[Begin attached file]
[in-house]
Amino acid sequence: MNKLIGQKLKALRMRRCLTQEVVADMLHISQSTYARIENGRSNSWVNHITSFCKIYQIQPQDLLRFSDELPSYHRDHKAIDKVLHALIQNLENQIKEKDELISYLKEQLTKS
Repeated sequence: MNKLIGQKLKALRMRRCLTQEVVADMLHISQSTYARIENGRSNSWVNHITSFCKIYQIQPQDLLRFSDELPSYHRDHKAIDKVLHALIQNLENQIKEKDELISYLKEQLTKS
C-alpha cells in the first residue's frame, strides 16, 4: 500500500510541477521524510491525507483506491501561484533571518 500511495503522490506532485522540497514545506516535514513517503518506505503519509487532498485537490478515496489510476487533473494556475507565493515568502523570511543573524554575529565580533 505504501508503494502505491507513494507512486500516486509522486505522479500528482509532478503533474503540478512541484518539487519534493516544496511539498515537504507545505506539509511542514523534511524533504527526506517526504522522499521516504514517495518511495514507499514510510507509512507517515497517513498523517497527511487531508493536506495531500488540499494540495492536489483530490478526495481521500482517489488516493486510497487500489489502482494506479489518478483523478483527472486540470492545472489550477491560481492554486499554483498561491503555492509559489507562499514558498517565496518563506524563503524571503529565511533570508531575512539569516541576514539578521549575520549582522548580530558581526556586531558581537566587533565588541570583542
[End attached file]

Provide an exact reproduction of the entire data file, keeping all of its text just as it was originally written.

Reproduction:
[in-house]
Amino acid sequence: MNKLIGQKLKALRMRRCLTQEVVADMLHISQSTYARIENGRSNSWVNHITSFCKIYQIQPQDLLRFSDELPSYHRDHKAIDKVLHALIQNLENQIKEKDELISYLKEQLTKS
Repeated sequence: MNKLIGQKLKALRMRRCLTQEVVADMLHISQSTYARIENGRSNSWVNHITSFCKIYQIQPQDLLRFSDELPSYHRDHKAIDKVLHALIQNLENQIKEKDELISYLKEQLTKS
C-alpha cells in the first residue's frame, strides 16, 4: 500500500510541477521524510491525507483506491501561484533571518 500511495503522490506532485522540497514545506516535514513517503518506505503519509487532498485537490478515496489510476487533473494556475507565493515568502523570511543573524554575529565580533 505504501508503494502505491507513494507512486500516486509522486505522479500528482509532478503533474503540478512541484518539487519534493516544496511539498515537504507545505506539509511542514523534511524533504527526506517526504522522499521516504514517495518511495514507499514510510507509512507517515497517513498523517497527511487531508493536506495531500488540499494540495492536489483530490478526495481521500482517489488516493486510497487500489489502482494506479489518478483523478483527472486540470492545472489550477491560481492554486499554483498561491503555492509559489507562499514558498517565496518563506524563503524571503529565511533570508531575512539569516541576514539578521549575520549582522548580530558581526556586531558581537566587533565588541570583542